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Counteracting contributions of the upper and lower meridional overturning limbs to the North Atlantic nutrient budgets: enhanced imbalance in 2010

Counteracting contributions of the upper and lower meridional overturning limbs to the North Atlantic nutrient budgets: enhanced imbalance in 2010
Counteracting contributions of the upper and lower meridional overturning limbs to the North Atlantic nutrient budgets: enhanced imbalance in 2010
The North Atlantic Basin is a major sink for atmospheric carbon dioxide (CO2) due in part to the extensive plankton blooms which form there supported by nutrients supplied by the three-dimensional ocean circulation. Hence, changes in ocean circulation and/or stratification may influence primary production and biological carbon export. In this study, we assess this possibility by evaluating inorganic nutrient budgets for 2004 and 2010 in the North Atlantic based on observations from the transatlantic A05-24.5°N and the Greenland-Portugal OVIDE hydrographic sections, to which we applied a box inverse model to solve the circulation and estimate the across-section nutrient transports. Full water column nutrient budgets were split into upper and lower meridional overturning circulation (MOC) limbs. According to our results, anomalous circulation in early 2010, linked to negative-NAO conditions, led to an enhanced northward advection of more nutrient-rich waters by the upper overturning limb, which resulted in a significant nitrate and phosphate convergence north of 24.5°N. Combined with heaving of the isopycnals, this 'extreme circulation event' in 2010 favoured an enhancement of the nutrientconsumption (5.7 ± 4.1 kmol-P s-1) and associated biological CO2 uptake (0.25 ± 0.18 Pg-C yr−1, upper-bound estimate), which represents a 50% of the mean annual sea–air CO2 flux in the region. Our results also suggest a transient state of deep silicate divergence in both years. Both results are indicative of a MOC-driven modulation of the biological carbon uptake (by the upper MOC limb) and nutrient inventories (by the lower MOC limb)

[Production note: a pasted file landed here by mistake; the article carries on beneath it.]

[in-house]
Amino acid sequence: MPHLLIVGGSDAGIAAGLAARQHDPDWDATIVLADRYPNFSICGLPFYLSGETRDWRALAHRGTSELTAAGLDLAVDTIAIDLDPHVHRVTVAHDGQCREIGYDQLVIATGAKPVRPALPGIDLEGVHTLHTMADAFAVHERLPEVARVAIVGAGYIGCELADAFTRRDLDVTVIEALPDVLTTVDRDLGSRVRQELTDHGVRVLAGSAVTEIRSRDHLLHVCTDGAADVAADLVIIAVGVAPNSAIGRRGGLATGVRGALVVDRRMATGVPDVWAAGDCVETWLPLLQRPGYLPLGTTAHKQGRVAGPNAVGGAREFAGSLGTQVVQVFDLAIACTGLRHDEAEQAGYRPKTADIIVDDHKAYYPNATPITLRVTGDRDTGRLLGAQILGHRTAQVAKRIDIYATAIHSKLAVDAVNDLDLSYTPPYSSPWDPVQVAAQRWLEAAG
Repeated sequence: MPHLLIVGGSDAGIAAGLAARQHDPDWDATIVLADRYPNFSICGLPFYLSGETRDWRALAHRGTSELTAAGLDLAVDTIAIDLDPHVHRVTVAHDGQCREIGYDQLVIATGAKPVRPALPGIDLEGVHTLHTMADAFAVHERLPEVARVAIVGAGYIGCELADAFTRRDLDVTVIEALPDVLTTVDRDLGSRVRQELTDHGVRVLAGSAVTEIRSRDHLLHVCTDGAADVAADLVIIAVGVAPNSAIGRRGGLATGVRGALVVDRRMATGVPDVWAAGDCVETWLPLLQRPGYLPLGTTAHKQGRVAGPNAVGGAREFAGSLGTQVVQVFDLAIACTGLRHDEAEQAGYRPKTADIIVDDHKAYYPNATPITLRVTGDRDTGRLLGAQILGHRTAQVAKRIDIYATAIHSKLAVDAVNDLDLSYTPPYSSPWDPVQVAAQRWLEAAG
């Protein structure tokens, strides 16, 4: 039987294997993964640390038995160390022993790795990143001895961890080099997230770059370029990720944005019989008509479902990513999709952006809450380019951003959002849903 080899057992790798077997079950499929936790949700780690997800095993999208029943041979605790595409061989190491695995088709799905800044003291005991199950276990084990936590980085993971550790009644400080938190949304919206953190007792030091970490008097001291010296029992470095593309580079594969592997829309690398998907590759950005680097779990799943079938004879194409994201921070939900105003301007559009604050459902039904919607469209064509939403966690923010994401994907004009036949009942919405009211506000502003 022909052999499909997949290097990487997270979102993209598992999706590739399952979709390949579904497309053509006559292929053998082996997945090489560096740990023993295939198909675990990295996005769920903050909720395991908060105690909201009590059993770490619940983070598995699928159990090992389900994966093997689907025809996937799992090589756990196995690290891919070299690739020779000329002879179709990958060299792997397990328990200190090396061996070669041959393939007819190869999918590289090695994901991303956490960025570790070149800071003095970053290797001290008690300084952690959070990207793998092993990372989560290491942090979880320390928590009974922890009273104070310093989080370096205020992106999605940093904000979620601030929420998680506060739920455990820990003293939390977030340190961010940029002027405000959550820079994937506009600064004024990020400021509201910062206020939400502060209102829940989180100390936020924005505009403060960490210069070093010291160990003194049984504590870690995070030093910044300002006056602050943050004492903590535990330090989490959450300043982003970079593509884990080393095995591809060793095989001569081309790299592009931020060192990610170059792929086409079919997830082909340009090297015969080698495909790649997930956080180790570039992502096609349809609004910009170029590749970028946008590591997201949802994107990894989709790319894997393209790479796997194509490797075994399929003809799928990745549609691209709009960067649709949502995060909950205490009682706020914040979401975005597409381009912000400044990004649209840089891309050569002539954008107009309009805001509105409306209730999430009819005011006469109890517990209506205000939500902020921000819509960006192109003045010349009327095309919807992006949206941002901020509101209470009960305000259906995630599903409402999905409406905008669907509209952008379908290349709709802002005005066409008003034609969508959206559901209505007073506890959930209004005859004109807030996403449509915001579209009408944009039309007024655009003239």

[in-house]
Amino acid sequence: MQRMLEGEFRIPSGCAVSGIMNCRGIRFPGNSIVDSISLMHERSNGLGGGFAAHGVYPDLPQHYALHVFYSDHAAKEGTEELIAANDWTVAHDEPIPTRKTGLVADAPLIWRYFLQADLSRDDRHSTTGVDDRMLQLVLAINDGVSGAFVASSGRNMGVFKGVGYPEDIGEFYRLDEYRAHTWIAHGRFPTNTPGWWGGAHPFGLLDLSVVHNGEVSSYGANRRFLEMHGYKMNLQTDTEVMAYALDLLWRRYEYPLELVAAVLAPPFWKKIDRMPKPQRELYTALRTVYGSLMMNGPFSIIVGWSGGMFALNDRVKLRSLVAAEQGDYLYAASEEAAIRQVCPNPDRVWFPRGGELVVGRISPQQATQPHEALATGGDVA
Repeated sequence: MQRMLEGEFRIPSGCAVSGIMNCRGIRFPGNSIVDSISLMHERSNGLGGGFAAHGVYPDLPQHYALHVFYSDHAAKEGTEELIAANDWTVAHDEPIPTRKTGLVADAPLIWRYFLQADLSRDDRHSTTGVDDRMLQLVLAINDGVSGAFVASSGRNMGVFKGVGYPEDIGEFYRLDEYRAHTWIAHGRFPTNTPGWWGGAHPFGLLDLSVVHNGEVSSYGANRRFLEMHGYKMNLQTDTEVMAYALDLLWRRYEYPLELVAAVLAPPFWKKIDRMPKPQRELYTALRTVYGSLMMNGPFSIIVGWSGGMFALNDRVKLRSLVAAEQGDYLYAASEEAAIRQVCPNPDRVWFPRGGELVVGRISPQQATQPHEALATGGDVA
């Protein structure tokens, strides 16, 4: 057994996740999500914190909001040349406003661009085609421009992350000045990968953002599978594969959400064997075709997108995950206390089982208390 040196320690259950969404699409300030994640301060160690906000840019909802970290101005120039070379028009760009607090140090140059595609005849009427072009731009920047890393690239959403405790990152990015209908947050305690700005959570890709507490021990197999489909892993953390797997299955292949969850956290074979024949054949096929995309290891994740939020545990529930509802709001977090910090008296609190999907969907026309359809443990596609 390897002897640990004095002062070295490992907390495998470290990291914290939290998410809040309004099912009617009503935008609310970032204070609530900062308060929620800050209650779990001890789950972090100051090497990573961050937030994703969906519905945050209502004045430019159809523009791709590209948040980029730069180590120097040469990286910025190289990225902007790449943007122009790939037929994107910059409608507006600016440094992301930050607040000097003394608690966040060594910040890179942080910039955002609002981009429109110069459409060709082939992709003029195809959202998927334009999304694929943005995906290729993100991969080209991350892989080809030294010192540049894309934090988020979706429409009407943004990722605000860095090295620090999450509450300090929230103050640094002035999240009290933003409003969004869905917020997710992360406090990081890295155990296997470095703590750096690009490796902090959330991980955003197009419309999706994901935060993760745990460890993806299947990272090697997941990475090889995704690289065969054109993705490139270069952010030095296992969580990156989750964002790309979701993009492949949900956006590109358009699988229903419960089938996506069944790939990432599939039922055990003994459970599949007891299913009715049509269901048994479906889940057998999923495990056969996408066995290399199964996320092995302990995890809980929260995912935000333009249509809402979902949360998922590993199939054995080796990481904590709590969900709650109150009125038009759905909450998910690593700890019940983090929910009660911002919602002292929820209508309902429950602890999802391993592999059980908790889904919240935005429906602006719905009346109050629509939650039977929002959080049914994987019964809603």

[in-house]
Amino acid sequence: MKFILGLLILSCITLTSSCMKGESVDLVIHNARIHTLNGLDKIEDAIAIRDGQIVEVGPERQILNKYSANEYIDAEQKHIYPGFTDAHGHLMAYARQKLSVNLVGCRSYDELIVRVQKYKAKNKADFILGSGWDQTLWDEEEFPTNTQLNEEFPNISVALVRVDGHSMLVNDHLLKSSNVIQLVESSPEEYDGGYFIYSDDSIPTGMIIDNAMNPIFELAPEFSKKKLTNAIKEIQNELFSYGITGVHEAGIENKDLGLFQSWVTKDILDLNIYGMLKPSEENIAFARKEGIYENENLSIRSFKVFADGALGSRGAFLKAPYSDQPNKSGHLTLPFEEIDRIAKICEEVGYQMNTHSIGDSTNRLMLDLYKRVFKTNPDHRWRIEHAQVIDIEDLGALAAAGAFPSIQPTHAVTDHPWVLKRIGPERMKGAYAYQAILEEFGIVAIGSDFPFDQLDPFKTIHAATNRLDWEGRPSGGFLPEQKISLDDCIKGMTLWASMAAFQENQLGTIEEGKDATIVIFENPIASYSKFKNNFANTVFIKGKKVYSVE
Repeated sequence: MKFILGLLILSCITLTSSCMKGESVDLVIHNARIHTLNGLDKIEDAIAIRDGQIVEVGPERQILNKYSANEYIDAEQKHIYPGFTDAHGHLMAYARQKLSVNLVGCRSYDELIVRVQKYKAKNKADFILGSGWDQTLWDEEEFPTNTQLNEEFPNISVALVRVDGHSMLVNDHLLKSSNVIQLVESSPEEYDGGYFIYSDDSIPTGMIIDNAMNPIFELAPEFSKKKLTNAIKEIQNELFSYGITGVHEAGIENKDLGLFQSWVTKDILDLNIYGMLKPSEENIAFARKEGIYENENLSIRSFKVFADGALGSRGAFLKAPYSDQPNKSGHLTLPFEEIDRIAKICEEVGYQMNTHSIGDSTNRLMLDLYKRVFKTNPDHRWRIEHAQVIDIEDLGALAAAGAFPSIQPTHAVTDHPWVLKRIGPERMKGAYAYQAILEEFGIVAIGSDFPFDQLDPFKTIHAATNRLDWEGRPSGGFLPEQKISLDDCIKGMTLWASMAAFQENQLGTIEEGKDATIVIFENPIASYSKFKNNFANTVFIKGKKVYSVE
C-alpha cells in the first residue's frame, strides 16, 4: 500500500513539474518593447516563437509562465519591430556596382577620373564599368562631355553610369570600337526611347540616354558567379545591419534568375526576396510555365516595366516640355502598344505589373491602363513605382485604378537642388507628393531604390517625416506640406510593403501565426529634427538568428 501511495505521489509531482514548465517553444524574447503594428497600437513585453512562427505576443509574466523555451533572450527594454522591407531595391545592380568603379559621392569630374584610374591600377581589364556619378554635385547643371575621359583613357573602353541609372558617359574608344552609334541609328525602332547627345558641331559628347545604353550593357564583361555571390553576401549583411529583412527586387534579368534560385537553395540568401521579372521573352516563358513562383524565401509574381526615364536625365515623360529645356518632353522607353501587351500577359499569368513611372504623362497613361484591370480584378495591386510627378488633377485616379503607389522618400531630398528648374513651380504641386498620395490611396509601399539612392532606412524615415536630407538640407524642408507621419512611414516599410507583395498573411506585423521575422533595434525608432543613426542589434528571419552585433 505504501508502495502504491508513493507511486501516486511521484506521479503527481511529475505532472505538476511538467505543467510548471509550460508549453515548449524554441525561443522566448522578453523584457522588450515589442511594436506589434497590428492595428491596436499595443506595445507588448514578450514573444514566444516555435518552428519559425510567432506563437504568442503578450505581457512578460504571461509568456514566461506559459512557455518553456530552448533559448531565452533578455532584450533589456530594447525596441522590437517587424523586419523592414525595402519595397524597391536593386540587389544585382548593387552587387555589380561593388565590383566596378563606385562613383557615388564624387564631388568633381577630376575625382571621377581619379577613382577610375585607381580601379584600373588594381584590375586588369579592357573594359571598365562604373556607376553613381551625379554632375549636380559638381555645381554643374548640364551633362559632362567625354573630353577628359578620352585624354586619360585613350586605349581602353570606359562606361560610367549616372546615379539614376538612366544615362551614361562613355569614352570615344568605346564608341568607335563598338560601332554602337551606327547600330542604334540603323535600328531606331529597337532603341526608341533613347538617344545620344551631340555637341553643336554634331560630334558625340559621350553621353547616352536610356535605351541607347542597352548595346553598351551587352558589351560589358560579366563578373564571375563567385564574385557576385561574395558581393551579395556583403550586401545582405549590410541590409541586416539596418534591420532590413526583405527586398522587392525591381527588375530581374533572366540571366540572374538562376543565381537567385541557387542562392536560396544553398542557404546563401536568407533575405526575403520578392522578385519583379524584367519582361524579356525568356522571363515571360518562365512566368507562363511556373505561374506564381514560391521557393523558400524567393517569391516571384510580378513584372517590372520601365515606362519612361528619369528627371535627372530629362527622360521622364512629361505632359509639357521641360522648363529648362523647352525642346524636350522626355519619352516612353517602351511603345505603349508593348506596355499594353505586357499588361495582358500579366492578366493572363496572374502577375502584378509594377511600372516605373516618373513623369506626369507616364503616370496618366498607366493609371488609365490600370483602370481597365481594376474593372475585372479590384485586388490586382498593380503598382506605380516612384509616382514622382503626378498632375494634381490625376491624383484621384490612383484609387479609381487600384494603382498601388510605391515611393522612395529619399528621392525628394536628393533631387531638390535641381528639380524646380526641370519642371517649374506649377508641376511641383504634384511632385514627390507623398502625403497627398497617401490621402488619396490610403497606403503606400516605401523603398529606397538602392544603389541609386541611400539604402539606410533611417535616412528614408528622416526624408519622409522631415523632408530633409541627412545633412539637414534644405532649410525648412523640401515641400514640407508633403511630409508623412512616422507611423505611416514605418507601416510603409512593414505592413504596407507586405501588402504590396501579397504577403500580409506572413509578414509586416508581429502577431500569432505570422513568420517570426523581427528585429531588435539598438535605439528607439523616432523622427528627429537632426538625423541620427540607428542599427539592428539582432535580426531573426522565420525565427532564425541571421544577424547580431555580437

45 in the North Atlantic.
Carbon cycle, North Atlantic, Nutrient and oxygen transports, Nutrient budgets, Nutrient cycles, Overturning circulation
0886-6236
Carracedo, L.I.
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Mercier, H.
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McDonagh, E.
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Rosón, G.
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Sanders, R.
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Moore, Christopher
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Torres‐Valdés, S.
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Brown, P.
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Lherminier, P.
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Pérez, F.F.
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Carracedo, L.I.
bec89e77-2127-4792-982b-d5aaea471ccd
Mercier, H.
a41884c5-8915-45e1-b1d7-388248f69505
McDonagh, E.
d86c507f-6018-47da-882e-1192068709e0
Rosón, G.
1c377389-c80f-4b73-aa66-5f81d357abbc
Sanders, R.
a70fab9e-0090-499e-b33d-d0b2ecbef532
Moore, Christopher
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Torres‐Valdés, S.